Restrictive state abortion laws garner a large amount of attention in the national conversation and legal scholarship, but less known is a federal abortion policy that significantly curtails access to early abortion in all fifty states. The policy limits the distribution of mifepristone, the only drug approved to terminate a pregnancy so long as it is within the first ten weeks. Unlike most drugs, which can be prescribed by licensed healthcare providers and picked up at most pharmacies, the Food and Drug Administration only allows certified providers to prescribe mifepristone, and only allows those providers to distribute the drug to patients directly, in person, not through pharmacies. This policy segregates abortion care outside of the traditional healthcare setting and into abortion clinics, which provide ninety-five percent of abortions. As a result, women must often travel long distances to pick up a prescription at a clinic—an obstacle that disproportionately harms low-income women, women of color, and rural women. This paper is the first to examine the burdens, benefits, and impact of the mifepristone REMS. It argues that mifepristone fails to meet the statutory criteria for a REMS, and that the FDA’s improper regulation of mifepristone is a part of a larger history of the agency discounting women’s health. It concludes by exploring the future of early abortion care without the mifepristone REMS—a reality that may soon come to pass under the Biden administration. Without the REMS, women would be able to terminate an early pregnancy entirely through telemedicine, avoiding the logistical hurdles, lack of privacy, and harassment that occurs at clinics. These benefits will continue for women living in liberal states even if Roe v. Wade is limited or overturned, creating an opportunity to significantly expand abortion access independent of the courts or Congress.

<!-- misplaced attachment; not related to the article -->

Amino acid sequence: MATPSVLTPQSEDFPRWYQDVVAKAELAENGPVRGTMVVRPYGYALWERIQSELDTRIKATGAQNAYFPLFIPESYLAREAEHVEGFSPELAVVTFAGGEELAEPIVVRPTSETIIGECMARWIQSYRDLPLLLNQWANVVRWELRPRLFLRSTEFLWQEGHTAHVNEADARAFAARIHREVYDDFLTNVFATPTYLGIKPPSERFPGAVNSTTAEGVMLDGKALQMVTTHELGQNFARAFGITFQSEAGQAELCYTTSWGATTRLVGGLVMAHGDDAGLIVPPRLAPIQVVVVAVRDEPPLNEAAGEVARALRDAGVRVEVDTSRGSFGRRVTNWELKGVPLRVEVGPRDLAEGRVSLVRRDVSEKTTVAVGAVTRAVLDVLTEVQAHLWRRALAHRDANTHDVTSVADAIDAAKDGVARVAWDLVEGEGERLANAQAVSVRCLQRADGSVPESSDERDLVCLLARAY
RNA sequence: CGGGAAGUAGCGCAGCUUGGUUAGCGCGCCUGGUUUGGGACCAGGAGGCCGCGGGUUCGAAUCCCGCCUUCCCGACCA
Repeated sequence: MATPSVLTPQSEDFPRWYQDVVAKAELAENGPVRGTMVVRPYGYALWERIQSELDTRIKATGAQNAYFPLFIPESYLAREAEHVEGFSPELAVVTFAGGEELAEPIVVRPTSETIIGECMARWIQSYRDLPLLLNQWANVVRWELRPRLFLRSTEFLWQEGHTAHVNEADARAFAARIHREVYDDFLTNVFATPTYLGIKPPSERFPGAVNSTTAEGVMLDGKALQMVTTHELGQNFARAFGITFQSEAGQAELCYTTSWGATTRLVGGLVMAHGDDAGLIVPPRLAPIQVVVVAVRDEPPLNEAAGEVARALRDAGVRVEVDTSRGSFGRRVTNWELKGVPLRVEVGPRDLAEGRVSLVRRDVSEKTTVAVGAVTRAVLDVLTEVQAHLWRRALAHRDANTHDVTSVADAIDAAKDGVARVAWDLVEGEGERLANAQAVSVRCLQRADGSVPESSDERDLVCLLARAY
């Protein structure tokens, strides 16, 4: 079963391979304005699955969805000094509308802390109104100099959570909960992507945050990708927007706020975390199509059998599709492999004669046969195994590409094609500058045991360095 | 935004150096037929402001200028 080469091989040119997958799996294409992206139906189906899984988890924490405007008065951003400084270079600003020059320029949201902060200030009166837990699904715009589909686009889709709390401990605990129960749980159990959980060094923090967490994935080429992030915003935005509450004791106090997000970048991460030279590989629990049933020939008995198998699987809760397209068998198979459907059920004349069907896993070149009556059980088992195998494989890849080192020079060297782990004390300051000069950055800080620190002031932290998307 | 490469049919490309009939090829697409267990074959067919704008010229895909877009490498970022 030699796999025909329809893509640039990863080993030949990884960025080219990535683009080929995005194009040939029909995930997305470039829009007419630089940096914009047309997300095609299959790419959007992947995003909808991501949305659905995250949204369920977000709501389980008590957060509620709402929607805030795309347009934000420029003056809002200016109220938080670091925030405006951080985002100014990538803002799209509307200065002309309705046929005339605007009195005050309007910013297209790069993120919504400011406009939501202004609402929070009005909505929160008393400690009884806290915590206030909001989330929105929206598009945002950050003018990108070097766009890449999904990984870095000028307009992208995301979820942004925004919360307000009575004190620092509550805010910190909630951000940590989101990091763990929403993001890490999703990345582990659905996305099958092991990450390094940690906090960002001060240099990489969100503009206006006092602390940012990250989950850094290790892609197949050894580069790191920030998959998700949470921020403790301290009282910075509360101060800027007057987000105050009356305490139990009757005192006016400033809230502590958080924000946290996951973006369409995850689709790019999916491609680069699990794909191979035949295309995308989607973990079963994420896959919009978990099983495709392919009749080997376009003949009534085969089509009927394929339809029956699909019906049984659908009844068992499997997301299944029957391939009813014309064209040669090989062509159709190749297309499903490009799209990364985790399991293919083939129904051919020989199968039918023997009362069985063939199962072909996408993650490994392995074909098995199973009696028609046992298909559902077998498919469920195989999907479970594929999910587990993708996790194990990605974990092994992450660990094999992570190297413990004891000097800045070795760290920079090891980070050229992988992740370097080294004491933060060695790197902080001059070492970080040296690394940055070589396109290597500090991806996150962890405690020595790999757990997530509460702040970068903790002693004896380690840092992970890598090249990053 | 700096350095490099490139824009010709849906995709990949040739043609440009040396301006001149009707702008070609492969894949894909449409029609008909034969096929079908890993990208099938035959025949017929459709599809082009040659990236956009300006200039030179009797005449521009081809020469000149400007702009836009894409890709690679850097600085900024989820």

Early Abortion Exceptionalism,
Cornell Law Review, forthcoming
Available at: https://scholarship.law.pitt.edu/fac_articles/404
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